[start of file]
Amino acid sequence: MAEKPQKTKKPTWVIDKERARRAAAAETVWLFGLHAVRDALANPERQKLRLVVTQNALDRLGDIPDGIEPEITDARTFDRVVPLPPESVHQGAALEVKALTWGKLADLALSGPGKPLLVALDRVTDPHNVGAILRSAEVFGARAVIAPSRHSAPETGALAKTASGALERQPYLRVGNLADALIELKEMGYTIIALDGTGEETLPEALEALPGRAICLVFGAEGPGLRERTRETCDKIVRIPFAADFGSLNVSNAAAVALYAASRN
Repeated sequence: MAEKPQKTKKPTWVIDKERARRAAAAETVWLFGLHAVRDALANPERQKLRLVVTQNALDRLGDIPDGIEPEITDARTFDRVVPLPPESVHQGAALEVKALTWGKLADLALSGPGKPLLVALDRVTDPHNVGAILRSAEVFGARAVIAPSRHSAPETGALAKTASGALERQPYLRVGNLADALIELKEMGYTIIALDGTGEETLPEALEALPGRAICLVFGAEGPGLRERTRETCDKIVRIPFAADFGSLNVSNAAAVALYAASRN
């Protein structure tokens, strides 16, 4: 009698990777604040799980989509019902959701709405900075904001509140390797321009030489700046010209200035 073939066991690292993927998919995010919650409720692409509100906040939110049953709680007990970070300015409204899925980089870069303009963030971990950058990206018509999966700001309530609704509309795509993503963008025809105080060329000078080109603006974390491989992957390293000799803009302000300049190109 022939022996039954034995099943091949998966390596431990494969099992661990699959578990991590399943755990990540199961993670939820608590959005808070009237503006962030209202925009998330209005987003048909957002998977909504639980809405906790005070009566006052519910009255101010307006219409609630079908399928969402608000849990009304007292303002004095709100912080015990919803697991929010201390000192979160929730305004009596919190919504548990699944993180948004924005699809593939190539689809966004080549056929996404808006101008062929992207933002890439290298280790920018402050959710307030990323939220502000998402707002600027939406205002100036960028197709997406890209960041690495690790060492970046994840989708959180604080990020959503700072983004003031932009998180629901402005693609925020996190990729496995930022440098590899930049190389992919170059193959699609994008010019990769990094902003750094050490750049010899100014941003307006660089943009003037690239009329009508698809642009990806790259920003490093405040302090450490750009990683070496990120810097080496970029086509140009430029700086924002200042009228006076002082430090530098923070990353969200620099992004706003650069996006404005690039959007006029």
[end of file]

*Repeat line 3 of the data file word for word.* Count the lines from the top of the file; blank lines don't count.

């Protein structure tokens, strides 16, 4: 009698990777604040799980989509019902959701709405900075904001509140390797321009030489700046010209200035 073939066991690292993927998919995010919650409720692409509100906040939110049953709680007990970070300015409204899925980089870069303009963030971990950058990206018509999966700001309530609704509309795509993503963008025809105080060329000078080109603006974390491989992957390293000799803009302000300049190109 022939022996039954034995099943091949998966390596431990494969099992661990699959578990991590399943755990990540199961993670939820608590959005808070009237503006962030209202925009998330209005987003048909957002998977909504639980809405906790005070009566006052519910009255101010307006219409609630079908399928969402608000849990009304007292303002004095709100912080015990919803697991929010201390000192979160929730305004009596919190919504548990699944993180948004924005699809593939190539689809966004080549056929996404808006101008062929992207933002890439290298280790920018402050959710307030990323939220502000998402707002600027939406205002100036960028197709997406890209960041690495690790060492970046994840989708959180604080990020959503700072983004003031932009998180629901402005693609925020996190990729496995930022440098590899930049190389992919170059193959699609994008010019990769990094902003750094050490750049010899100014941003307006660089943009003037690239009329009508698809642009990806790259920003490093405040302090450490750009990683070496990120810097080496970029086509140009430029700086924002200042009228006076002082430090530098923070990353969200620099992004706003650069996006404005690039959007006029």